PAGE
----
By Tyler Olsen and Tom Fletcher
A tentative deal between teachers and the province to end the ongoing strike has sent administrators scrambling to prepare for the return of students to Abbotsford schools.
Superintendent Kevin Godden said schools in the district are ready to go, but arranging student schedules and teacher assignments will require a substantial amount of work in the days to come.
Principals will meet Wednesday to plan for the year, and Godden expects a letter to be sent to parents.
“We have to be able to ensure that we have all those last-minute details to make sure that we can take care of all those different arrangements, ranging from the kindergarten student who’s having her first day of school to a Grade 12 student who is concerned about their course load so they can meet university entrance requirements,” he told The News.
The disruption to the end of the last school year also upended planning that is usually done to prepare for the return of students in the fall, Godden said.
The work crunch aside, Godden said Tuesday’s news came as a relief.
“It was just great news because I know it’s very, very difficult for our community,” he said. “It’s been very difficult for our teachers, our support staff, our parents, our trustees, families.
It’s been very difficult for everyone, so it’s been relief and excitement that we can get on with the work that we’ve been invested in for the last number of years.”
B.C.’s striking teachers are expected to vote this week on a tentative settlement with the provincial government.
Mediator Vince Ready announced the agreement early Tuesday morning, after five days of talks at a Richmond hotel.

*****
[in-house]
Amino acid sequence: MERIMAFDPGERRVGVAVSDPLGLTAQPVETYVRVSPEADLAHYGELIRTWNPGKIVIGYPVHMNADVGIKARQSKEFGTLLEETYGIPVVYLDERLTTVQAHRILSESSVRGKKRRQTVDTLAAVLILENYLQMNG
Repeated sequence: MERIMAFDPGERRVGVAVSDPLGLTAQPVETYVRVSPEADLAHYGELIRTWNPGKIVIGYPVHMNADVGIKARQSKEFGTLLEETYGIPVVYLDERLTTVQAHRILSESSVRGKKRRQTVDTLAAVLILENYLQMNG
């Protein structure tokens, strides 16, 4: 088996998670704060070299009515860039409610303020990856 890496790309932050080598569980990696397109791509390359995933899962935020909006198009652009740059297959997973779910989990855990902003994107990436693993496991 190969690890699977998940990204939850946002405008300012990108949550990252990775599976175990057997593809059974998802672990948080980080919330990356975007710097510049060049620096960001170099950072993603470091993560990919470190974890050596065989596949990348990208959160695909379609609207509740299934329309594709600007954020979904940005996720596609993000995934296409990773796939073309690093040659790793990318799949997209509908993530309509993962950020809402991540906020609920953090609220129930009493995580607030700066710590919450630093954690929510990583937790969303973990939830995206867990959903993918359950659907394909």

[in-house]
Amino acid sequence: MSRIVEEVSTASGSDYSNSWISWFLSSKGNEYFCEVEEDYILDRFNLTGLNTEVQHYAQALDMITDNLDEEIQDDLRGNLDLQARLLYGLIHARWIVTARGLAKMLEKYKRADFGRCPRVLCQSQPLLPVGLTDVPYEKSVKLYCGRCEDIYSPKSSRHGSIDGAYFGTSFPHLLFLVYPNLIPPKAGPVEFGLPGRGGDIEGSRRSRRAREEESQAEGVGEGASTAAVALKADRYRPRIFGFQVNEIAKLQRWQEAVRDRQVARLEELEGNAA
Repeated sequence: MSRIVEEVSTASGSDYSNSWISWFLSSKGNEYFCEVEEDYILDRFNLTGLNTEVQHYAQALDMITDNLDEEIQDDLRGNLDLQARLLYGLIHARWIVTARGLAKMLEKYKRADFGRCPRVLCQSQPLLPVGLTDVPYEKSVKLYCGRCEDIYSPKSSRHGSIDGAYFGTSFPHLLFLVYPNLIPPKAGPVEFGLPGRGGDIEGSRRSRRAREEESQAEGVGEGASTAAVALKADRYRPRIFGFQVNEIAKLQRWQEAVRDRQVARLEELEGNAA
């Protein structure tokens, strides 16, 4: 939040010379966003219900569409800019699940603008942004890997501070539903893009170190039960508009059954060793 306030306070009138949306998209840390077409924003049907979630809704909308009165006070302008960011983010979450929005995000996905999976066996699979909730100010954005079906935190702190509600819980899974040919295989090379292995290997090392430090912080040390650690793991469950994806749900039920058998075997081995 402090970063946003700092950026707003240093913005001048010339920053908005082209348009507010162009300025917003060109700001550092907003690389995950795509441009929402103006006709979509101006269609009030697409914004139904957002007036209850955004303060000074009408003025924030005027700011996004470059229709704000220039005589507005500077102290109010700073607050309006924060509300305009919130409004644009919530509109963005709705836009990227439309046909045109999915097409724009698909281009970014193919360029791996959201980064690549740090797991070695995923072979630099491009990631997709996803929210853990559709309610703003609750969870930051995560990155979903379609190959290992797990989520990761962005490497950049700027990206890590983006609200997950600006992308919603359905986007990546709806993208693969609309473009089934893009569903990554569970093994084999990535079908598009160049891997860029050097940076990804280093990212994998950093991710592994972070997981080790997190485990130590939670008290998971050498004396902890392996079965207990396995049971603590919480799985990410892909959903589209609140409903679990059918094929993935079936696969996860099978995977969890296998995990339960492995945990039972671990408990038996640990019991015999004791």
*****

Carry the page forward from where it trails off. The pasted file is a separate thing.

The B.C. Teachers’ Federation and the province’s negotiators agreed to withhold details until they have a final document to present, he said.
With a ratification vote of 40,000 union members expected to be held Thursday, the province’s 60 school districts are attempting to return to regular classes next week after five weeks of full-scale strike action that began last June.
Premier Christy Clark said if the vote passes, schools will be up and running again as early as Monday.
“We’ll have five years to talk about the things that really matter, and that’s children in classrooms,” Clark said in Vancouver Tuesday.
Education Minister Peter Fassbender has said a plan will be developed to make up missed instructional days, which could involve rescheduling Christmas and spring breaks.
Every student’s education will be “kept whole,” particularly senior high school students looking ahead to post-secondary studies, he said.
The agreement includes money to settle thousands of union grievances accumulated since the province removed class size and teacher staffing levels from the teacher contract in 2002.
Clark said the deal includes increased funds to hire more teachers to address class size and special needs support. It spans six years, retroactive to the expiry of the earlier agreement last spring, with raises
averaging just over one per cent per year.
The government’s appeal of a court decision ordering the return of 2002 class size provisions will continue, Clark said.
Godden said the district expects to hear soon from the province regarding this year’s school schedule, including hours of instruction, exam periods and semester dates.
A pro-D day had been scheduled for next Friday, but Godden said the district and teachers’ union are working together to move that to another date in the school year.
“We’ve got to get some momentum with the school year.”